Think back a few years. In your BMW
dealership just 12 years ago, you would have been offered a line-up of saloons, estate cars or tourers, plus a sports car or two. That was it. Now, the choice of models is almost bewildering.
The diversification of the BMW range really began with launch of the BMW X5 in 1999. Since then the new model announcements have continued apace.
Recent examples of finding a niche, that others didn’t know existed, are the X6 with its unusual combination of coupé style and SUV ability. Next came the 5 Series Grand Turismo, which BMW describe as “the first of its kind”. Now we have the BMW 6 Series Gran Coupé which I had the chance to drive recently.
So, is it really a new niche?
Well, some might argue that Mercedes-Benz filled this role first with the Mercedes-Benz CLS
. I don’t see it that way. I think BMW’s eye has been more firmly on the Porsche Panamera, when they designed the BMW 6 Series Gran Coupé. Certainly that is a better comparison on which to justify the £68,585 asking price for my BMW 640d Gran Coupé M Sport test car.
However you choose to look at it, the Gran Coupé skilfully blends the sporting lines of the 6 Series coupe with the practicality of a four-door saloon.
The transformation actually works well. The extra doors and accommodation really looks cohesive in design terms. One might dare to say it is more resolved than the Panamera.
To fit in the extra accommodation BMW has added 113mm to the wheelbase. As a result the Gran Coupé is a bit longer than the 5 Series and I found it tends to extend beyond standard UK shopping centre parking places, leaving the nose, or the tail, jutting out.
Accommodation in the front feels as special as you would expect from a 6 Series. But that sloping coupé roof inevitably raises some concerns about room in the back.
I tend to sit far back from the steering wheel and pedals. Leaving the seat in that position I tried to get into the back. It was a real squeeze for knee room. Headroom, however was adequate for my near six-foot dimension. As with other coupé style saloons, taller passengers would do well to remember to duck under the roof rail when getting in or out.
If you are of average stature and sit behind an equally average driver or passenger, you can be reassured that you will find the back seats (below) a comfortable, even luxurious, place to spend the journey.
The driving position and controls are the usual high standard we expect with BMW. The head-up display is a useful aid to keeping your attention where it should be – on the road. The gear selector is standard BMW fare and becomes quite intuitive with brief familiarity.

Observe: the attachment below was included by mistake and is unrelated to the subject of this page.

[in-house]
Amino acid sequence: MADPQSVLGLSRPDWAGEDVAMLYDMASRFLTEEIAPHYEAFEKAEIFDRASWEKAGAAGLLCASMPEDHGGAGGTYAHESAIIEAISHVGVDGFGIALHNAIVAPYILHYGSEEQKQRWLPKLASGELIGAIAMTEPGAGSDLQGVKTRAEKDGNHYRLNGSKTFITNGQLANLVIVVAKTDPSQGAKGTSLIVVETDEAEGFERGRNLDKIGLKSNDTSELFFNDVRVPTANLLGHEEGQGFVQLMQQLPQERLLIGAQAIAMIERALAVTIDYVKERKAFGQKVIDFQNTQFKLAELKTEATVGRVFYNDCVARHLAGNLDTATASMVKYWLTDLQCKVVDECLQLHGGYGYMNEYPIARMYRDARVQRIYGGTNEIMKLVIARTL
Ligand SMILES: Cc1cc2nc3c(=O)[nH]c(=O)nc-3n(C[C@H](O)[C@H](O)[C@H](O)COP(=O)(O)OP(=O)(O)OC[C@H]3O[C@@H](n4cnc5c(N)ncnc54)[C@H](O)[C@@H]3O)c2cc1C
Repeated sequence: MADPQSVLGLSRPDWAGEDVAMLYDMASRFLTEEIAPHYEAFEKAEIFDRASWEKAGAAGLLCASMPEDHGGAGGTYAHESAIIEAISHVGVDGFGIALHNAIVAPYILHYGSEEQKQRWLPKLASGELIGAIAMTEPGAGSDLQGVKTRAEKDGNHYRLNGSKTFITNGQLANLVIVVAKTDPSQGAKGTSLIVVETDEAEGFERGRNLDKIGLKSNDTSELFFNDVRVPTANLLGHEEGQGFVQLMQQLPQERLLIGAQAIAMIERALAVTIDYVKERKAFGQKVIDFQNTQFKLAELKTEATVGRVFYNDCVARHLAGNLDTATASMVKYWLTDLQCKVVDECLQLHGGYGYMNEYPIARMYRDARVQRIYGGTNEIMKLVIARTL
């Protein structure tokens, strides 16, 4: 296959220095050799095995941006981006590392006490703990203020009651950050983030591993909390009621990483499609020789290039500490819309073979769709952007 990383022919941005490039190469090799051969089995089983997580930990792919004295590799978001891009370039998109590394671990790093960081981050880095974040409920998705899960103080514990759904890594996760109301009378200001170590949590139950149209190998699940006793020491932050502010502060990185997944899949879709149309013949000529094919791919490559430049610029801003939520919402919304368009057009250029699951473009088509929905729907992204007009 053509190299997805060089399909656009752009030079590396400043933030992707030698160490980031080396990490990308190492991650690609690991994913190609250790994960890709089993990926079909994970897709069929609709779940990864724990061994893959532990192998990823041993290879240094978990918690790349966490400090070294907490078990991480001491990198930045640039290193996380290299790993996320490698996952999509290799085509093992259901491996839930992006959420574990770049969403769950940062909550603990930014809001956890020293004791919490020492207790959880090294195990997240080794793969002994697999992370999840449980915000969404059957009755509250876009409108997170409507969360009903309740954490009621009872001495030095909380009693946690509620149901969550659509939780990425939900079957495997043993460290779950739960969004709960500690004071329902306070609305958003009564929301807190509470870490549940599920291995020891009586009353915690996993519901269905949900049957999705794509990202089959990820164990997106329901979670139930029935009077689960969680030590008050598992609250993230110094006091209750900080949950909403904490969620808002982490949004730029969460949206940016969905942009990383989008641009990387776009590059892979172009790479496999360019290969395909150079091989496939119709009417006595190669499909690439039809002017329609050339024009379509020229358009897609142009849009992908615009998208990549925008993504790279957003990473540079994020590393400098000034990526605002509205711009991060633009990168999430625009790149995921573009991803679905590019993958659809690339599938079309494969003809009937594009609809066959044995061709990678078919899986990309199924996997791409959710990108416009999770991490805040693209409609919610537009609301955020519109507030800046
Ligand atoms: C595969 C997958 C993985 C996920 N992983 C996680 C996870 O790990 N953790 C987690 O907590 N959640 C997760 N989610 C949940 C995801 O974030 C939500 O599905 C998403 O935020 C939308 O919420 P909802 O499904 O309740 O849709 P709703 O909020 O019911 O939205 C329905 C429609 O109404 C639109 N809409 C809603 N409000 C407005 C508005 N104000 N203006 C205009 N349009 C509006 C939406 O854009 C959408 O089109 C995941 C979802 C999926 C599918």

You can select Comfort, Eco or Sport settings to adjust the engine, suspension and steering settings for your driving style. On a minor note, I do still curse BMW’s insistence on an indicator stalk that springs back to the centre position. It makes it difficult to cancel an indicator that stays on (as it did a few times on roundabouts) and it seems like someone’s “brilliant” solution to a problem that just didn’t exist.
The three-litre diesel engine in the 640d is so quiet, responsive and refined that one passenger questioned my sanity when I assured them it really was a diesel. To be fair, the subdued roar from the engine really does sound more like the growl of powerful petrol engine, than the drone of a diesel.
In comfort mode, or slightly more urgently in sport, it delivers a progressive surge from the 313 bhp. This translates into real sports-coupé performance. The 0-62mph yardstick is dispatched in 5.4 seconds and thanks to a hefty 464 lb/ft of torque, the performance continues through the gears.
The handling is as sweet as you would expect and there is a reassuring weight to the electrically-assisted steering, but it possibly lacks a little in sharpness and feedback. However, the Gran Coupé remains an enjoyable companion, even on twisty country roads. On the motorway, you really do feel you could dial in a trans-continental destination and just let it waft along the autobahns, autoroutes and autos trades on the cruise control. The top speed is limited to 155 mph.
It is a measure of the progress manufacturers have made in reducing emissions and fuel consumption that the official combined figure for the BMW 640d Gran Coupé is 50.4 mpg with emissions of 148 g/km, putting this in Band F for UK car tax. My ‘real life’ economy tended to be a still-creditable 35-40 mpg depending on the roads.
Yes, I can see the appeal…. the BMW 640d Gran Coupé does feel suitably special. in fact, I will just go and check my lottery numbers to see if I really have to hand back the keys.